Shaun Hamill, Reading Committee

A while back, we featured Shaun Hamill’s “Unpracticed Altitudes” (which won 2nd place in the 2010 Raymond Carver Short Story Contest) in a Story Spotlight. This time around, we ask the author himself for his take on the story. In addition, he teases us with some details regarding a novel-in-progress, and talks a bit about being a current reader for Carve.

Carve: In your bio, you mention being “drawn to fiction with a strong, unique narrative voice, and stories that subvert or exceed reader expectations.” What are some examples of literature you’ve read that might fit this aesthetic?

Shaun Hamill: John Irving’s novels made a big impression on me as a teenager. His empathic, big-hearted presentation of unusual romantic/sexual relationships did a lot to shape my own feelings about love. I also admire Jonathan Lethem and Michael Chabon. They’re great at building what I would call “worlds next door to our own,” and have a real knack for excavating meaning from pop culture. But if we’re looking for deeper cuts, I’d cite Miranda July’s No One Belongs Here More Than You, Beth Nugent’s City of Boys, and pretty much anything by George Saunders. All three are non-traditional writers with unique voices. They look for and find beauty in unlikely/ugly places, and their fiction leaves a mark on the reader.

(Note: I think City of Boys is out of print right now, but you can find it used on Amazon or, and it’s also available as an ebook. This is a book that deserves more attention, so if you’re reading this, go hunt it down immediately.)

C: How did “Unpracticed Altitudes” come about?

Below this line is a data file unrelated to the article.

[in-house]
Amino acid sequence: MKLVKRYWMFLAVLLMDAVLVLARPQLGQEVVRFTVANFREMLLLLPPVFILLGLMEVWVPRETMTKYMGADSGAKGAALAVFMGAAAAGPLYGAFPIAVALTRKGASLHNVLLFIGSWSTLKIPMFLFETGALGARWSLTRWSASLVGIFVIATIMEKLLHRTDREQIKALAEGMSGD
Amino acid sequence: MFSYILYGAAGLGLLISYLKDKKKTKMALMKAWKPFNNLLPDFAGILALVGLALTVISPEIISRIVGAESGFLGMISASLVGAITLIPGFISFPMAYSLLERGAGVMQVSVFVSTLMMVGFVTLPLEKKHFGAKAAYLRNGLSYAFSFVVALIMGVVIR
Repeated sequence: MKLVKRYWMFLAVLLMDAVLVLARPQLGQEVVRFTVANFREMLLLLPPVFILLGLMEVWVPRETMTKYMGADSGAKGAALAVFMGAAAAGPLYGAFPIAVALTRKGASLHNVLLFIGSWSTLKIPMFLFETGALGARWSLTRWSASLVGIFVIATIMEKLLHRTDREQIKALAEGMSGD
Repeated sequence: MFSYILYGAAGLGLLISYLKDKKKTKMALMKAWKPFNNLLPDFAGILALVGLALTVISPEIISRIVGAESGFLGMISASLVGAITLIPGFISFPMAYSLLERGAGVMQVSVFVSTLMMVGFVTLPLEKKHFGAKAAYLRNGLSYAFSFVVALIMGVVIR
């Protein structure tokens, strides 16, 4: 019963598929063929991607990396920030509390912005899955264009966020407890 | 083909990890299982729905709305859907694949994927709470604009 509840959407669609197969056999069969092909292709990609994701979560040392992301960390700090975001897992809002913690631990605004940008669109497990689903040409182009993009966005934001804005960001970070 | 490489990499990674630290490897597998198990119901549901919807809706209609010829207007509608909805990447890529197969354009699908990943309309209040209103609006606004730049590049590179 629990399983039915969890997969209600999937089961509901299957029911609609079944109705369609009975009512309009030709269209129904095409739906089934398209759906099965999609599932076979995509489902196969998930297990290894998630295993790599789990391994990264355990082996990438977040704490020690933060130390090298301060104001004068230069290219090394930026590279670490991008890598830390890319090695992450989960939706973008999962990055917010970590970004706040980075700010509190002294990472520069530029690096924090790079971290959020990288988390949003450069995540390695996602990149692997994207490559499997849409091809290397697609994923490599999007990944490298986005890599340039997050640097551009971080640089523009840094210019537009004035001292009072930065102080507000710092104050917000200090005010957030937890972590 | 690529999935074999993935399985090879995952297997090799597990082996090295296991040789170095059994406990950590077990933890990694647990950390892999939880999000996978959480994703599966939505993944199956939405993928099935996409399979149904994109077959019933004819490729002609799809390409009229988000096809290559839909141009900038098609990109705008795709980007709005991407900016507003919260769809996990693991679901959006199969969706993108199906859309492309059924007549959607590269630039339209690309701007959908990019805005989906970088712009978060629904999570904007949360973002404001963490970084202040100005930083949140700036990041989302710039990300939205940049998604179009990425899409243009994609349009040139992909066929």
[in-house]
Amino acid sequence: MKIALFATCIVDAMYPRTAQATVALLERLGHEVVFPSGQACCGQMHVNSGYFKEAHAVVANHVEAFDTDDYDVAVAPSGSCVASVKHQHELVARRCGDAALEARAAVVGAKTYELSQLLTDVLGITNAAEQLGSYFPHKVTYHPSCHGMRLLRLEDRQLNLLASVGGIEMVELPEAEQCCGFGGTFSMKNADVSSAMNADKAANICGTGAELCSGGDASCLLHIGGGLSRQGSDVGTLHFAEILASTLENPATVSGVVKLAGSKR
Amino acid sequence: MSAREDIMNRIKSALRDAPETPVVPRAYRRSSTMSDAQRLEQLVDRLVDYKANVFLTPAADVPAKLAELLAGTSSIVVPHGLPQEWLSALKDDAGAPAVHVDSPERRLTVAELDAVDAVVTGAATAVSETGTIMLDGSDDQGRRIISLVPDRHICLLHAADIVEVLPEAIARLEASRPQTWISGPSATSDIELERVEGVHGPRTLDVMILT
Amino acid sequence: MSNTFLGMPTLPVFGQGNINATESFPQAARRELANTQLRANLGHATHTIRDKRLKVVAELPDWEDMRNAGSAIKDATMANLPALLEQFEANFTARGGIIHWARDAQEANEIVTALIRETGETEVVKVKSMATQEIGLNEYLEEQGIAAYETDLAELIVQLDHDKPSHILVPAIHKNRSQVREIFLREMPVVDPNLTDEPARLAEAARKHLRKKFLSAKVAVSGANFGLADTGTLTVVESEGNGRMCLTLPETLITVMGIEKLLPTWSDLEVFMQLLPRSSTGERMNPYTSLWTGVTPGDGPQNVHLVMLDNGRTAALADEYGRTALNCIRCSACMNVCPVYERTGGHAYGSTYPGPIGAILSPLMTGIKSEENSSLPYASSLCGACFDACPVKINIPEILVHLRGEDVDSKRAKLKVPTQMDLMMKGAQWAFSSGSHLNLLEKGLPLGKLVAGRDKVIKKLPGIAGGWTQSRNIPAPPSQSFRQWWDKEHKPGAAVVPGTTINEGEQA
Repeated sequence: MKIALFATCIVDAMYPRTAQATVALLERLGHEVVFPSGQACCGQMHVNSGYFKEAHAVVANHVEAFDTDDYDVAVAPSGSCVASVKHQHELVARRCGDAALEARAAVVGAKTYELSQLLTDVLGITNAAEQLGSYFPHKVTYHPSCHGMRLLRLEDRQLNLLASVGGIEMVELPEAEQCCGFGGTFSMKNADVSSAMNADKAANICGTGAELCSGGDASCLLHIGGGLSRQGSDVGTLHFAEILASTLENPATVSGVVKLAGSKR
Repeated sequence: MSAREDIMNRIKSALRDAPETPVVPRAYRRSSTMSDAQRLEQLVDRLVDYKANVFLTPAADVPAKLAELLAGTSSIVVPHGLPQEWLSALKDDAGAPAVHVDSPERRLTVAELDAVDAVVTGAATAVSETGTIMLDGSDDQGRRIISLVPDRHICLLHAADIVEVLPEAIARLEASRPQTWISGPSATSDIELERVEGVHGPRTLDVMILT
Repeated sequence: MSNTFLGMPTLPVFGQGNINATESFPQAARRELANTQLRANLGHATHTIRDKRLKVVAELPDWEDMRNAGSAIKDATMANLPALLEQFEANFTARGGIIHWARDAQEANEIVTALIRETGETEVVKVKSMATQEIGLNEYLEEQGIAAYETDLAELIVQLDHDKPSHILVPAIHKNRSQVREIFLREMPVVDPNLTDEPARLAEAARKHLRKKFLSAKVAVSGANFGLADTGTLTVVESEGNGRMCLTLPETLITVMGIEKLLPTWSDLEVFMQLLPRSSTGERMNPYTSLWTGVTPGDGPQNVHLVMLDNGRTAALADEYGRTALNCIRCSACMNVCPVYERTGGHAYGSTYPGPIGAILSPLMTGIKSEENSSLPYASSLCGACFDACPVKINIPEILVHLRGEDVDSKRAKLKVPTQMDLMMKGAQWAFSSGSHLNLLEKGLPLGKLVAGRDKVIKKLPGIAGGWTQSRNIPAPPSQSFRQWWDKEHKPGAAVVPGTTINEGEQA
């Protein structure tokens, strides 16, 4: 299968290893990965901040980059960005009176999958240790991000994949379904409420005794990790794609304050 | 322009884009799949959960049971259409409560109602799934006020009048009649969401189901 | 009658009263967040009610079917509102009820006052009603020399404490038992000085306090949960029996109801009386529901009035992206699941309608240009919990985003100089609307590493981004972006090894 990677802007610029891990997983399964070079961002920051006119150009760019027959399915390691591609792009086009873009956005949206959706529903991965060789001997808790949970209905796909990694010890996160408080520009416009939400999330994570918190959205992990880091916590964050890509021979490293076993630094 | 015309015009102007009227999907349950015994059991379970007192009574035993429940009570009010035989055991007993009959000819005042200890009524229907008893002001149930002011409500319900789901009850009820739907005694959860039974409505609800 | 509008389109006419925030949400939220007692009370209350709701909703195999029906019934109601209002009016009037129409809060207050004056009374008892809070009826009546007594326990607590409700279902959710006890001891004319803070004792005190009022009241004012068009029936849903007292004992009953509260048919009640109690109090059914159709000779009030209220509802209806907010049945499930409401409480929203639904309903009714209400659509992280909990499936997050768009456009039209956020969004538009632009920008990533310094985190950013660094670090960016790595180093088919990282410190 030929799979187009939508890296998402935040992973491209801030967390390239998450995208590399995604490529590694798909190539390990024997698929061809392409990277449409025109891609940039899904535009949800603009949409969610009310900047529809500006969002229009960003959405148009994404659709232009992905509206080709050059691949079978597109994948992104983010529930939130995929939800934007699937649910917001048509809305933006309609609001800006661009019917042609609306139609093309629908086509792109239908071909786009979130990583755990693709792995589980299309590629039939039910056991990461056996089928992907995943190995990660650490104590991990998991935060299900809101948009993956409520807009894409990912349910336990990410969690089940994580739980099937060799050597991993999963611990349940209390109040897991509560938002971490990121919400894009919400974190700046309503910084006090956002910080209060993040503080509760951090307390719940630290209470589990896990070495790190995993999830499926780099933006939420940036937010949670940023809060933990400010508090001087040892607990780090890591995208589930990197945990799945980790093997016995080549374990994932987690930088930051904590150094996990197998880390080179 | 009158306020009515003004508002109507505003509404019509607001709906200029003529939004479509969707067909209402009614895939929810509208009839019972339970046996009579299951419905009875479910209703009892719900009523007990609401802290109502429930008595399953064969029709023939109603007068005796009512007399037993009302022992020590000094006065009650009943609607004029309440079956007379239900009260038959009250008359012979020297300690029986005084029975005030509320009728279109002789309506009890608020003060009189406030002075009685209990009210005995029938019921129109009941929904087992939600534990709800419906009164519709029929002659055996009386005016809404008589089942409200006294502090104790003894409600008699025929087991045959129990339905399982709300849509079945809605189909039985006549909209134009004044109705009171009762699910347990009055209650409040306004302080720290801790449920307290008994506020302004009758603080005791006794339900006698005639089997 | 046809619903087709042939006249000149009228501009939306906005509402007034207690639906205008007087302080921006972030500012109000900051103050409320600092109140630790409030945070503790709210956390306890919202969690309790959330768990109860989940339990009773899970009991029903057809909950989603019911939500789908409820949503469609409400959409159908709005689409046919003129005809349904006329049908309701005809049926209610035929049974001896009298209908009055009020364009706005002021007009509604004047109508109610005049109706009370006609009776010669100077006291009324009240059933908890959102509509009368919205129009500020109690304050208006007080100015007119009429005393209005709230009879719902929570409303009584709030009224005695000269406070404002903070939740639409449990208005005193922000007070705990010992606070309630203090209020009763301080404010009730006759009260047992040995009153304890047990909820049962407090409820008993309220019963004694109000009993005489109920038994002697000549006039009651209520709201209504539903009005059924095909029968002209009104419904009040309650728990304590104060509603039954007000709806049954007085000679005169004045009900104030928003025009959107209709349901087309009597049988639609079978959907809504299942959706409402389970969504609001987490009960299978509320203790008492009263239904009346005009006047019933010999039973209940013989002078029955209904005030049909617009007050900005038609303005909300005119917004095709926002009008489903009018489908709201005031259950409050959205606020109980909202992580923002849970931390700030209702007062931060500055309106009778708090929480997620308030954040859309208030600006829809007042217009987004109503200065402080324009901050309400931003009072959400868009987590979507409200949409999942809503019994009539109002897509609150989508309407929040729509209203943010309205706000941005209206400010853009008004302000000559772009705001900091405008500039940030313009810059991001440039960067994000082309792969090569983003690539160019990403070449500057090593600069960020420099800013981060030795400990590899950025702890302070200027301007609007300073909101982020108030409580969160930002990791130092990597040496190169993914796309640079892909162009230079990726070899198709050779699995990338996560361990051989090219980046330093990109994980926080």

SH: “Unpracticed Altitudes” gestated for a long time before it took its final shape. I wrote the first draft in the spring of 2003; that version was a coming-of-age story about a boy who falls in love with a girl he finds sitting on a trampoline at a house party. It didn’t work (it relied too heavily on tropes from John Hughes movies and WB/CW teen dramas), but the central image of the trampoline stuck with me.

In the fall of 2008, I graduated from college, moved out of my parents’ house, and got my first office job. In that environment, I began to feel very isolated. I didn’t connect with my coworkers, and I wasn’t very good at the work. I wasn’t seeing anyone, and I was starting to worry that I never might (a ridiculous thought to have at 25, but when you have zero life experience, everything that happens to you feels like the most important, final thing that’s ever happened). I was lonely, and alienated, and sort of fed up with myself, and I think all of those things, whirling around in the hotbox of my isolation, coalesced into a solution for my trampoline story.

First, I decided to remove the trampoline from the backyard of a suburban house and put it someplace unusual, someplace striking (the roof of a run-down apartment building, a stand-in for the poverty of my childhood). Second, I decided to use the trampoline instruction manual to reflect and comment on the relationship between the narrator and Mildred. The weird jargon would be the poetry of their love story. Third, and most important, I changed the narrator from a well-adjusted, audience-friendly adult reminiscing about his first love to someone as lonely and sad as myself. I decided to speak honestly about the way I thought and felt, about my own worries and shortcomings. I gave myself permission not to worry about what anyone thought of me for writing it down.